Racial Calculation Focuses on Historic Pennsylvania Roadside Markers
Pennsylvania had been installing historical markers for more than a century when racist violence in Charlottesville, Virginia in August 2017 sparked a new round of questions from the public about who was telling the stories on the roadsides of the State – and the language used to tell them.
The increased scrutiny helped prompt a review of the 2,500 markers by the Pennsylvania Historical and Museum Commission, a process that focused on factual errors, inadequate historical context, and racist or otherwise inappropriate references.
So far, the state has removed two markers, revised two, and commissioned new text for two more.
Across the country, historical landmarks have in some places become another front on the national scene. account on slavery, segregation and racial violence this at Also beaten downCivil war statues and changed or reconsidered the names of establishments, roads and geographic features.
The idea that “who is honored, what is remembered, what is commemorated tells the story of a society that cannot be reflected in any other way” is at the origin of an effort by the ‘Equal Justice Initiative, based in Montgomery, Alabama, which installed dozens of markers, mostly in the South, to remember racial terror lynchings.
Historical markers educate the public and therefore can help fight systemic racism, said Diane Turner, curator of the Charles L. Blockson Afro-American Collection at Temple University in Philadelphia, one of the nation’s largest custodians. black history literature and related materials.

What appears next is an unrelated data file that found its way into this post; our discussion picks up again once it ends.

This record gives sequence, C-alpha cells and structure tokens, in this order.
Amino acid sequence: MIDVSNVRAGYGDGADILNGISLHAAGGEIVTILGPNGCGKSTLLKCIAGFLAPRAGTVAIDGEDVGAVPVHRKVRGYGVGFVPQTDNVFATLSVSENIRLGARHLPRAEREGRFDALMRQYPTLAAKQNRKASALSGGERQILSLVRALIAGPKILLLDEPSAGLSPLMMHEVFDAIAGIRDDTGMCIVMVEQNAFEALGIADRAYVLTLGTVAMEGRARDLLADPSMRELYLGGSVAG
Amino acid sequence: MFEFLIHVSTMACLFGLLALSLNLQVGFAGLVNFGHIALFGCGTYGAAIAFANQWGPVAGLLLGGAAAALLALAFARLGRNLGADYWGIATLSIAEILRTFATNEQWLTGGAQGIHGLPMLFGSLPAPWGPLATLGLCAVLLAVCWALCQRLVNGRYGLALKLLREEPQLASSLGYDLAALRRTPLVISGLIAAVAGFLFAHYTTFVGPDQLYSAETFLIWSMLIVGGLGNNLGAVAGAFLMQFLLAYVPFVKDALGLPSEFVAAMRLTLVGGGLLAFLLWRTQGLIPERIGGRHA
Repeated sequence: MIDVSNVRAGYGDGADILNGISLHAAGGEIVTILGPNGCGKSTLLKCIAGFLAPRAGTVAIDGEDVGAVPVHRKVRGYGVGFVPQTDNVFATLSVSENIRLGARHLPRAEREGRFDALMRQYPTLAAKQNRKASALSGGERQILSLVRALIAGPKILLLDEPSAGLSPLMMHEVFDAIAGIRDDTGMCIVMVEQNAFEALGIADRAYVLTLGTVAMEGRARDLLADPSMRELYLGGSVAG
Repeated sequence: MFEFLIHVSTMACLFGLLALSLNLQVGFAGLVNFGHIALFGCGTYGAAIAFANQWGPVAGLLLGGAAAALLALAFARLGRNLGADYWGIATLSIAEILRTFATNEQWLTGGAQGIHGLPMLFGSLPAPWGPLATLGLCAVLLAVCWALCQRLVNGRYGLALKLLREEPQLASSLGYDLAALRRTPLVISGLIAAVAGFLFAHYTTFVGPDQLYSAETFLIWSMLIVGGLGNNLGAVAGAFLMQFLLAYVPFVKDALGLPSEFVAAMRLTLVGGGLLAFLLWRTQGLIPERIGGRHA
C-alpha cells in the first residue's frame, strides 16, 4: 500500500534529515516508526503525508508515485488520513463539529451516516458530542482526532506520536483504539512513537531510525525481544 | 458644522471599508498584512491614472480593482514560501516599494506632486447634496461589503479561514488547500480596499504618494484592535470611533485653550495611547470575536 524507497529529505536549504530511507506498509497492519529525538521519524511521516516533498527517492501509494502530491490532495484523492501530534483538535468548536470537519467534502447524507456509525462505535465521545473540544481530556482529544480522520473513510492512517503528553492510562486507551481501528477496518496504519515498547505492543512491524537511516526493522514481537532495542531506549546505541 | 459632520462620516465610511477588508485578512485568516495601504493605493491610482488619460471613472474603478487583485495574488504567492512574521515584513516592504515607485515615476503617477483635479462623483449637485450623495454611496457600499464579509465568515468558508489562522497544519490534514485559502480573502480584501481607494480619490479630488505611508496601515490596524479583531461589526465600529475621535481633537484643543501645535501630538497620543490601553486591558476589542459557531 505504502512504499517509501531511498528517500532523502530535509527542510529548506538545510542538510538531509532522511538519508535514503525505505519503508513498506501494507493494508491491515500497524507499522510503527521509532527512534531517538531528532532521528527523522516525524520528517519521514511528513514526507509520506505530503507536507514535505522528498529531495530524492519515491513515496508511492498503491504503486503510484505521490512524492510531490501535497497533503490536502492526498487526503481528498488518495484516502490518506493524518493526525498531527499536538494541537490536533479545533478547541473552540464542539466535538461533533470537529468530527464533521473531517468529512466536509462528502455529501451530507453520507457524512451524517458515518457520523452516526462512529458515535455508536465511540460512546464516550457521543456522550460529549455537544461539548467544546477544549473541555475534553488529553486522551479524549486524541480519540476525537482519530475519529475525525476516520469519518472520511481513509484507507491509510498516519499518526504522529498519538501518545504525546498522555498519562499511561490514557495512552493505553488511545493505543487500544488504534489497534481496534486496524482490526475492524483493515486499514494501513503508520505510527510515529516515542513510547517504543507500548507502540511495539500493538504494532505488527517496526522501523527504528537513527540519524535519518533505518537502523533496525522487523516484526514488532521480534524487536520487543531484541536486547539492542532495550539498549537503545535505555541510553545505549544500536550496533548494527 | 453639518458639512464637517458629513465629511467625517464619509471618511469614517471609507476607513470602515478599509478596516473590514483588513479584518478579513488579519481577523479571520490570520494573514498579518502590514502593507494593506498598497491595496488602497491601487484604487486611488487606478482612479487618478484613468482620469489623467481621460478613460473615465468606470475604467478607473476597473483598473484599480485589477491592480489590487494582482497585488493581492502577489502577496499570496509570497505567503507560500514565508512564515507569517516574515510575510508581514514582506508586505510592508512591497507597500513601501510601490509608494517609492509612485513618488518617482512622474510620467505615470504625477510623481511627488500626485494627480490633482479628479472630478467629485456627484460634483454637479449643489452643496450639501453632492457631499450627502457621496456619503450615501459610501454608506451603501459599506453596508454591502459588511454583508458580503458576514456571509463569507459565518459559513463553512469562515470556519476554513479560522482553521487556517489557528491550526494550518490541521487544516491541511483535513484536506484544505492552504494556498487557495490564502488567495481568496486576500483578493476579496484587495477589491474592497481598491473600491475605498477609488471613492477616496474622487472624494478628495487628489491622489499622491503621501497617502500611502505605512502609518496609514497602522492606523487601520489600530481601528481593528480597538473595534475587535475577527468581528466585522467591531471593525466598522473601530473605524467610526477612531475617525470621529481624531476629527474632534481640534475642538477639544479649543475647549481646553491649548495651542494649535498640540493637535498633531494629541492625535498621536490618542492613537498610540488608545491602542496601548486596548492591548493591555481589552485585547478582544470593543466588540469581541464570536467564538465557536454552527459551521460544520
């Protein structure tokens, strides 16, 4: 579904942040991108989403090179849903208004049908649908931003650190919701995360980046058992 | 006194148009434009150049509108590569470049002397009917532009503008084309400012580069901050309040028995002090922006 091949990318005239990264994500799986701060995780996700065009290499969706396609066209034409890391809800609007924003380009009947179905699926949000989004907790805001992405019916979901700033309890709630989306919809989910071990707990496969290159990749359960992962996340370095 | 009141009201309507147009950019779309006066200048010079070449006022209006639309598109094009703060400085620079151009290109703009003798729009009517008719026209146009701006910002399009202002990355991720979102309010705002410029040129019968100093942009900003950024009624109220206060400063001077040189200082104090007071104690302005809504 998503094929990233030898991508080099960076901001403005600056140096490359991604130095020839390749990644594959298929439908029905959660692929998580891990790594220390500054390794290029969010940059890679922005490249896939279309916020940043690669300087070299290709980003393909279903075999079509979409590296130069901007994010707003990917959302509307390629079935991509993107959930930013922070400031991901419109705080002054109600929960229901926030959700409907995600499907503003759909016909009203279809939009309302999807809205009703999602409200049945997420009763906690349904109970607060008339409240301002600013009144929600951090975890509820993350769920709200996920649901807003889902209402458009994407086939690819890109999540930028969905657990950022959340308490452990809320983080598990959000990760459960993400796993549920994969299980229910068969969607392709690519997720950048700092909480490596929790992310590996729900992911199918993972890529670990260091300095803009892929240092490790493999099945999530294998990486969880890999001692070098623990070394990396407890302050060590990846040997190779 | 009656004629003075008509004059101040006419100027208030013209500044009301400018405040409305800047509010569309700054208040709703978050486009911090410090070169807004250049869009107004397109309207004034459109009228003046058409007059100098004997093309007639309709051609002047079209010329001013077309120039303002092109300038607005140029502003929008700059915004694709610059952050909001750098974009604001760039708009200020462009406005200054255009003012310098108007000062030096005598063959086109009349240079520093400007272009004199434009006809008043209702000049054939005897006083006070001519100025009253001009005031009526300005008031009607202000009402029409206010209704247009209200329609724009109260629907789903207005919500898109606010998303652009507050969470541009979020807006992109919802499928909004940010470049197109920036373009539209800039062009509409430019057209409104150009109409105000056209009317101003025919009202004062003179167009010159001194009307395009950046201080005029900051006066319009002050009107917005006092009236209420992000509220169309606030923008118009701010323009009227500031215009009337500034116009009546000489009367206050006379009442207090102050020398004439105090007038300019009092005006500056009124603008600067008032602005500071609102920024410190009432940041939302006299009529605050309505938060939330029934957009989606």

âBeing able to tell everyone’s story is good for society as a whole. It’s not to be taken away from anyone else, âTurner said. “Let’s have these stories, because the more truth we have, the better.”
At the request of Bryn Mawr College President Kimberly Wright Cassidy, the Pennsylvania History Agency removed a marker from the edge of the campus indicating that President Woodrow Wilson had briefly taught there. Cassidy’s letter to the commission cited Wilson’s dismissive comments about the intellectual capacities of women and his racist policy of federal labor segregation.
The commission ordered the modification of a marker in the suburb of Philadelphia, birthplace of Continental Army Major General “Mad” Anthony Wayne, because he called him an “Indian fighter”. He is also developing a replacement to a marker that was removed from the grounds of the National Aviary in Pittsburgh, on the site of a 19th century prison, which noted Confederate cavalry were held there after their capture in Ohio during civil war.